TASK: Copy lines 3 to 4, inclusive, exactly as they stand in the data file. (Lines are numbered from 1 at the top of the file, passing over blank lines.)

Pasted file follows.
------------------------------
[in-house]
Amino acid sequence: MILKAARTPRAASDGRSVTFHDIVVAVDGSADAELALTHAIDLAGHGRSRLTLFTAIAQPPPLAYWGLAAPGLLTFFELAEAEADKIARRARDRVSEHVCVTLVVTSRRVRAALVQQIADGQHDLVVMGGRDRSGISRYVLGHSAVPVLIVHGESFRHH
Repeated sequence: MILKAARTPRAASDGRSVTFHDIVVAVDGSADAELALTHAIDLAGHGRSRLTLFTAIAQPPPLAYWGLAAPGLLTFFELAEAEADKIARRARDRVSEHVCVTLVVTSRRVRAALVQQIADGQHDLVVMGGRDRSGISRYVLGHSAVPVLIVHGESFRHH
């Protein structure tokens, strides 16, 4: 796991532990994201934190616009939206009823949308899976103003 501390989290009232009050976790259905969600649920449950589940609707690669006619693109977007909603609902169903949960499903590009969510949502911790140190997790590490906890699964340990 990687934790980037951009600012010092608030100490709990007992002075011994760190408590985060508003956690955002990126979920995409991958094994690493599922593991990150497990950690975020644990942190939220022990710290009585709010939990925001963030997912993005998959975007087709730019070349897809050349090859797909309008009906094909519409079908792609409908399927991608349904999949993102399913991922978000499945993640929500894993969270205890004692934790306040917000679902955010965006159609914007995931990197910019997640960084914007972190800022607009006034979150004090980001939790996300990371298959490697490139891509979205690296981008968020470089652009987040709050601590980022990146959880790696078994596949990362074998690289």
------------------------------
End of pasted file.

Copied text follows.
Repeated sequence: MILKAARTPRAASDGRSVTFHDIVVAVDGSADAELALTHAIDLAGHGRSRLTLFTAIAQPPPLAYWGLAAPGLLTFFELAEAEADKIARRARDRVSEHVCVTLVVTSRRVRAALVQQIADGQHDLVVMGGRDRSGISRYVLGHSAVPVLIVHGESFRHH
């Protein structure tokens, strides 16, 4: 796991532990994201934190616009939206009823949308899976103003 501390989290009232009050976790259905969600649920449950589940609707690669006619693109977007909603609902169903949960499903590009969510949502911790140190997790590490906890699964340990 990687934790980037951009600012010092608030100490709990007992002075011994760190408590985060508003956690955002990126979920995409991958094994690493599922593991990150497990950690975020644990942190939220022990710290009585709010939990925001963030997912993005998959975007087709730019070349897809050349090859797909309008009906094909519409079908792609409908399927991608349904999949993102399913991922978000499945993640929500894993969270205890004692934790306040917000679902955010965006159609914007995931990197910019997640960084914007972190800022607009006034979150004090980001939790996300990371298959490697490139891509979205690296981008968020470089652009987040709050601590980022990146959880790696078994596949990362074998690289």